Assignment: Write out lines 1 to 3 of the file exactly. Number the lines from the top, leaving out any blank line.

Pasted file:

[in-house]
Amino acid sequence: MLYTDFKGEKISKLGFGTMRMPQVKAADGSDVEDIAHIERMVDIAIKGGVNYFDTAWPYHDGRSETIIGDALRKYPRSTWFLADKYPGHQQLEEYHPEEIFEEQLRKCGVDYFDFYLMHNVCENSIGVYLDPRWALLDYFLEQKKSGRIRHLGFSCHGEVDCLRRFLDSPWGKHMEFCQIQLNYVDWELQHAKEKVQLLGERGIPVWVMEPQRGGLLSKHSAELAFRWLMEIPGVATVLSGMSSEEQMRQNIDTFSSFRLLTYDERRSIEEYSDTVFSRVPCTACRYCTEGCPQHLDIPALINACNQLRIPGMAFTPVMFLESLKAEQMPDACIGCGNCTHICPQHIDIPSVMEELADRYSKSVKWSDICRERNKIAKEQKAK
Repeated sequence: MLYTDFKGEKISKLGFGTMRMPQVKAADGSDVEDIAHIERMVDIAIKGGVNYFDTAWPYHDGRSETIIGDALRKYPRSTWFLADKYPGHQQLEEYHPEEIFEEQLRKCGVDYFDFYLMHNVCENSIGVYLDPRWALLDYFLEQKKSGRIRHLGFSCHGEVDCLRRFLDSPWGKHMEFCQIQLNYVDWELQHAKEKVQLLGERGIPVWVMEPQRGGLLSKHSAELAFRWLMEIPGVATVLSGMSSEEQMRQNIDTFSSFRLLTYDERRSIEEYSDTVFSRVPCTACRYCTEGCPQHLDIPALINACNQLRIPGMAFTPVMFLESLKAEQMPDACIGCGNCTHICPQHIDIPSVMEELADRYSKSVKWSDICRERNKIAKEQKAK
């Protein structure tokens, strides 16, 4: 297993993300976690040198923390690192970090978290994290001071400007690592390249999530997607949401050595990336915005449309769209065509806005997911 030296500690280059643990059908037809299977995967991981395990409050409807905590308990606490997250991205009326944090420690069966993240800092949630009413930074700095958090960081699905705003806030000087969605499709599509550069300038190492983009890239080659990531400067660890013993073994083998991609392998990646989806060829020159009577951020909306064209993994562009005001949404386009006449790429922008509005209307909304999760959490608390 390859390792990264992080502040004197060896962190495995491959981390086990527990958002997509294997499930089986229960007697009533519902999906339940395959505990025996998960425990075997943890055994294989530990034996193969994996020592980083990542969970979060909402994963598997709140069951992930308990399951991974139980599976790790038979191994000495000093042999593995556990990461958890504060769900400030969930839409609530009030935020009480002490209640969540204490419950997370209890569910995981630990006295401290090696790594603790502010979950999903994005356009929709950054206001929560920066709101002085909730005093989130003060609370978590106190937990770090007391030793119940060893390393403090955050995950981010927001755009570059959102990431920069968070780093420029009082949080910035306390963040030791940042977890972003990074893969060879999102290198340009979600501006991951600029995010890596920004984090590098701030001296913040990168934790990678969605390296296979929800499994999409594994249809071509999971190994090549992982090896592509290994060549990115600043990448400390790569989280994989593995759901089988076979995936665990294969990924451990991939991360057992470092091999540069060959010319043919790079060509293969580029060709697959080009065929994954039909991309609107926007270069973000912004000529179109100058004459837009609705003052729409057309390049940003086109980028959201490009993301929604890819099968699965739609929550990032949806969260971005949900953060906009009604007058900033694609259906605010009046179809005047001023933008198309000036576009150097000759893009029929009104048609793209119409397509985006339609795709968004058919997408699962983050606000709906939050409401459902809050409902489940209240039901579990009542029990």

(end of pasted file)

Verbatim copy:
[in-house]
Amino acid sequence: MLYTDFKGEKISKLGFGTMRMPQVKAADGSDVEDIAHIERMVDIAIKGGVNYFDTAWPYHDGRSETIIGDALRKYPRSTWFLADKYPGHQQLEEYHPEEIFEEQLRKCGVDYFDFYLMHNVCENSIGVYLDPRWALLDYFLEQKKSGRIRHLGFSCHGEVDCLRRFLDSPWGKHMEFCQIQLNYVDWELQHAKEKVQLLGERGIPVWVMEPQRGGLLSKHSAELAFRWLMEIPGVATVLSGMSSEEQMRQNIDTFSSFRLLTYDERRSIEEYSDTVFSRVPCTACRYCTEGCPQHLDIPALINACNQLRIPGMAFTPVMFLESLKAEQMPDACIGCGNCTHICPQHIDIPSVMEELADRYSKSVKWSDICRERNKIAKEQKAK
Repeated sequence: MLYTDFKGEKISKLGFGTMRMPQVKAADGSDVEDIAHIERMVDIAIKGGVNYFDTAWPYHDGRSETIIGDALRKYPRSTWFLADKYPGHQQLEEYHPEEIFEEQLRKCGVDYFDFYLMHNVCENSIGVYLDPRWALLDYFLEQKKSGRIRHLGFSCHGEVDCLRRFLDSPWGKHMEFCQIQLNYVDWELQHAKEKVQLLGERGIPVWVMEPQRGGLLSKHSAELAFRWLMEIPGVATVLSGMSSEEQMRQNIDTFSSFRLLTYDERRSIEEYSDTVFSRVPCTACRYCTEGCPQHLDIPALINACNQLRIPGMAFTPVMFLESLKAEQMPDACIGCGNCTHICPQHIDIPSVMEELADRYSKSVKWSDICRERNKIAKEQKAK